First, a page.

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Legal Aid cuts have left family courts ‘at breaking point’

Yesterday (Tuesday 29th July 2014) Guardian Legal Affairs Correspondent Owen Bowcott provided a clear insight into the state of family law in England & Wales, following the recent round of Legal Aid cuts. Reporting on discussions with Resolution, the body that represents lawyers and professionals in divorce hearings, the article provided valuable insight into the way separating couples are now faced with navigating their own way through relationship breakdown, often without professional support.

Jo Edwards, a solicitor and the newly appointed chair of Resolution stated, in the article: “a two-tier system of justice is emerging where private clients opt out of overcrowded, slow-moving public courts in favour of private arbitration hearings.

Cuts to legal aid have deprived separating couples of funding for representation and legal advice, leaving them to navigate their own way through the courts as they attempt to reach settlements on complex, emotional issues of child custody and division of family assets.

The result is that as many as two-thirds of cases working their way through the family courts now involve at least one side which has no lawyer to provide help. Such cases take more time because judges have to help litigants in person develop their claims”.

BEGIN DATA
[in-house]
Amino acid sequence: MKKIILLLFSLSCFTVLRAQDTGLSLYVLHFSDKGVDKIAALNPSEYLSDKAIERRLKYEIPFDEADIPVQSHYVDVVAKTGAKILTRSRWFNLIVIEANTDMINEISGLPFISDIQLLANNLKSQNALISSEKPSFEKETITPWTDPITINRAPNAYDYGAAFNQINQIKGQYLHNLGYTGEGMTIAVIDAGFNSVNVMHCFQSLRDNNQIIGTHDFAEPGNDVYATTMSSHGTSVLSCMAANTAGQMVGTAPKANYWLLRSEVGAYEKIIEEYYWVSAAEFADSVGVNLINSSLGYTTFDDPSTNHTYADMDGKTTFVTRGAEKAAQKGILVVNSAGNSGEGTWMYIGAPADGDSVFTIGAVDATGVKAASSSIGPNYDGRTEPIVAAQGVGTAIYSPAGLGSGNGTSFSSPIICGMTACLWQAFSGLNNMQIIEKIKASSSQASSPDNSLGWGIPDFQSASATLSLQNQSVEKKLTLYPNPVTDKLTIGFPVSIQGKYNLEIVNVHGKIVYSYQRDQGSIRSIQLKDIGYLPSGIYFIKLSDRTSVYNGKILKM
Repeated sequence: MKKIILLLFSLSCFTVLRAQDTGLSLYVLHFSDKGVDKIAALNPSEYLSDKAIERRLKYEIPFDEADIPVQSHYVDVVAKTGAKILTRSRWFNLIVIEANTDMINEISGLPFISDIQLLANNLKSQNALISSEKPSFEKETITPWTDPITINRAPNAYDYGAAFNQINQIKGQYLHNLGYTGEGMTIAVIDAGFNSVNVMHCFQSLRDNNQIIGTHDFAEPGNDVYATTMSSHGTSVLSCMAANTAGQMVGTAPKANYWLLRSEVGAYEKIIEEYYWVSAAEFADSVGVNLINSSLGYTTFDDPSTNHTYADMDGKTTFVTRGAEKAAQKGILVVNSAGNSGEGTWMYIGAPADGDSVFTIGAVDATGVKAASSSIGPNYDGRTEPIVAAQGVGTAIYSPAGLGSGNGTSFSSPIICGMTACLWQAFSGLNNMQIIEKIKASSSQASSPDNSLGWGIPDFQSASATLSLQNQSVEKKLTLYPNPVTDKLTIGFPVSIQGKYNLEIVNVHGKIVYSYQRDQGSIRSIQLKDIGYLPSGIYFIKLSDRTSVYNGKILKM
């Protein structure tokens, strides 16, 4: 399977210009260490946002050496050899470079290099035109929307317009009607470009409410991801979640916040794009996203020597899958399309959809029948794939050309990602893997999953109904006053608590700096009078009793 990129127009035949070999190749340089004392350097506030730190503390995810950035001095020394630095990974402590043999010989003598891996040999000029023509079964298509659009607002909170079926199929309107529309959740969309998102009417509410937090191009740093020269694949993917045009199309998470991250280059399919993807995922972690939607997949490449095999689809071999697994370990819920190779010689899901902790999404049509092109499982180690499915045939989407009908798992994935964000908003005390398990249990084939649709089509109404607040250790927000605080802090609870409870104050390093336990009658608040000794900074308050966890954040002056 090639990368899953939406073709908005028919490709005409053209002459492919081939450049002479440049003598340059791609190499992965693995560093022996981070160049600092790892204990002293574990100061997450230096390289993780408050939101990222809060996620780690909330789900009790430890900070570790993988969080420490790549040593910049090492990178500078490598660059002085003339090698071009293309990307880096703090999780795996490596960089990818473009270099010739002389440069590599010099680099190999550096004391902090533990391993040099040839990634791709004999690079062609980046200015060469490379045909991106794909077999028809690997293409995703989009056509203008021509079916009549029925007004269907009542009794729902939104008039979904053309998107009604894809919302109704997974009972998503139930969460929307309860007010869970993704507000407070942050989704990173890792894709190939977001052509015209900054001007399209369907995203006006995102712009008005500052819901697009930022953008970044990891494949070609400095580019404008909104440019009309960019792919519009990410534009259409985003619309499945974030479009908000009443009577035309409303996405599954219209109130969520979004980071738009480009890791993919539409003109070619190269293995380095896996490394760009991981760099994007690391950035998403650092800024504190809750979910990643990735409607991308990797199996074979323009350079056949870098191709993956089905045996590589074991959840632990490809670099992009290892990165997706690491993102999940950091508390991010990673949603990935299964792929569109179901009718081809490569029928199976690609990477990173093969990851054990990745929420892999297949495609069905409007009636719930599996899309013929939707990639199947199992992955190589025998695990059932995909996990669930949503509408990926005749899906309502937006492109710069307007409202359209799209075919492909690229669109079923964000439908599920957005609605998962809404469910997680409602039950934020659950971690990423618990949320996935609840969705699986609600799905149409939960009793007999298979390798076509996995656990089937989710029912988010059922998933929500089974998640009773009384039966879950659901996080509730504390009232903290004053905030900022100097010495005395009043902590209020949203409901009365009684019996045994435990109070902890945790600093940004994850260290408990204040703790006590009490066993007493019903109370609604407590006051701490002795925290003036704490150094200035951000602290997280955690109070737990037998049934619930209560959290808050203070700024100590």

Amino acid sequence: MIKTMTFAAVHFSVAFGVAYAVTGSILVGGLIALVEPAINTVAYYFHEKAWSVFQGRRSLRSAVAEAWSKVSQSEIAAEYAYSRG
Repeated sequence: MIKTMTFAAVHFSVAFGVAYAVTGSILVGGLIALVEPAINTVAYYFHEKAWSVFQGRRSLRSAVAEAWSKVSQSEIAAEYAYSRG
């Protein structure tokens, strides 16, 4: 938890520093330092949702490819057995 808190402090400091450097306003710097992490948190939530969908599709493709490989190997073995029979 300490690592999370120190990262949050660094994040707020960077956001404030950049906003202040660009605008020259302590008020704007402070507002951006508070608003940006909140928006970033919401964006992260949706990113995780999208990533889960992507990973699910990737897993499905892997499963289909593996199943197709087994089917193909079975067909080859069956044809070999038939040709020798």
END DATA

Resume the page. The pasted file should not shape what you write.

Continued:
She went on: “People are just giving up and not seeing their children because they don’t know how to go about it,” she said.

“We accept you can’t go back to [funding family cases all the way through] but if you have a system at breaking point that will be more costly. The family courts system is very, very, very stretched. We recently met the Association of District Judges [who deal with family cases in county courts] and they were virtually holding their heads in their hands and saying it’s very difficult.

People who represent themselves are not negotiating. They need a lot of time and help. The judges are having to draft orders which is normally done by the parties. I have heard of cases being listed eight months in advance.”

Resolution is therefore championing the provision of legal aid for a single, initial meeting with a lawyer. The intention is that this meeting could provide separating couples with information about their legal options and encourage more people to use mediation as an alternative to courtroom confrontations. It has been noticed that the number of couples using mediation has plummeted, since the Legal Aid cuts.

Until a scheme such as this can be brought in, many law firms, like Wards Solicitors, are offering free initial meetings to all potential family clients in a bid to ensure that people have access to the correct advice, at the outset, irrespective of financial circumstances.

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